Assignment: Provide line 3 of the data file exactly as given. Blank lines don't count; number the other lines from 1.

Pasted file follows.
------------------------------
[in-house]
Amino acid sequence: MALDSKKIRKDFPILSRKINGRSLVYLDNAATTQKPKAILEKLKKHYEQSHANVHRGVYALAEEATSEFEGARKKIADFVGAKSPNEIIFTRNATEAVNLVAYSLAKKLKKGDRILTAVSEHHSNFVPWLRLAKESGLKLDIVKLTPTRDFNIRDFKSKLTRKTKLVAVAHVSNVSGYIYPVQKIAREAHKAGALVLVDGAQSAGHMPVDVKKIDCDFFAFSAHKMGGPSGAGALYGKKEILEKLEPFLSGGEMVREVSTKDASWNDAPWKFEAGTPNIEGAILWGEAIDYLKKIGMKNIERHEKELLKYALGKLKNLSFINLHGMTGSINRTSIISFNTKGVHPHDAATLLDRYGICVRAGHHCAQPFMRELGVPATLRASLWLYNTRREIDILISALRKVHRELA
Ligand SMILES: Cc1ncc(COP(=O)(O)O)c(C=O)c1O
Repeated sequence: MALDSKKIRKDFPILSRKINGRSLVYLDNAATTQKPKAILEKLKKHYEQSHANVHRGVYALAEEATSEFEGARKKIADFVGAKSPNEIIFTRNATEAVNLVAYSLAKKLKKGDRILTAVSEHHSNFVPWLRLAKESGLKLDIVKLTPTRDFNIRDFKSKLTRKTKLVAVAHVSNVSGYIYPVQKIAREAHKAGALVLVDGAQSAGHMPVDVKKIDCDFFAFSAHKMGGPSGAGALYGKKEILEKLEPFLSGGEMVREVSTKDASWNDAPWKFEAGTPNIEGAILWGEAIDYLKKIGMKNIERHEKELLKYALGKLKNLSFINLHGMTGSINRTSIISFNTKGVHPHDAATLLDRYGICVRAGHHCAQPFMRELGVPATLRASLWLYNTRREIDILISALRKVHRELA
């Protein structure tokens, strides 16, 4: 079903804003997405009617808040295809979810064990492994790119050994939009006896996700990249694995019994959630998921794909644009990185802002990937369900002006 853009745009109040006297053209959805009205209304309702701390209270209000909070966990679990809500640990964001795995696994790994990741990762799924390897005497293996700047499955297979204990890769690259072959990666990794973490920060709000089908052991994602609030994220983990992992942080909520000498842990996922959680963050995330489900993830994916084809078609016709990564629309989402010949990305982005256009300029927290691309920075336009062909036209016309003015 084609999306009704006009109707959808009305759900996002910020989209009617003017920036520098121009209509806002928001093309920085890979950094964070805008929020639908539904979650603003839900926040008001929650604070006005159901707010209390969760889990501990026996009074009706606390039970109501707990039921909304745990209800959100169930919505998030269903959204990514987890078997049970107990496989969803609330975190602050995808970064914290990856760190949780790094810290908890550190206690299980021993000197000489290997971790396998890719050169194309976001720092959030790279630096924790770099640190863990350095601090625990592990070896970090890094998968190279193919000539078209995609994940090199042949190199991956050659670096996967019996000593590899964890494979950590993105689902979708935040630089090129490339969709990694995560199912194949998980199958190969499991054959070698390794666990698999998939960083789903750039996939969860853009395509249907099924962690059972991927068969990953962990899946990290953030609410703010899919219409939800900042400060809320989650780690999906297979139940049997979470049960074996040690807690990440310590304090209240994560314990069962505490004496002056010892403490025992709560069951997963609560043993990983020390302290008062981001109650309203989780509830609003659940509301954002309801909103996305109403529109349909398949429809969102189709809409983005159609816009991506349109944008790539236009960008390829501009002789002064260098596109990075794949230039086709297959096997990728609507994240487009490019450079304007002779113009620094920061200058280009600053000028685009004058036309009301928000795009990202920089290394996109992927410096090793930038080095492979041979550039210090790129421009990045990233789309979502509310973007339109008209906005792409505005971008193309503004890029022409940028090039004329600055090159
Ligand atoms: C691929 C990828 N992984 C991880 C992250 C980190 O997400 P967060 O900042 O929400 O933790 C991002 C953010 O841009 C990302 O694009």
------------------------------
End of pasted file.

Ligand SMILES: Cc1ncc(COP(=O)(O)O)c(C=O)c1O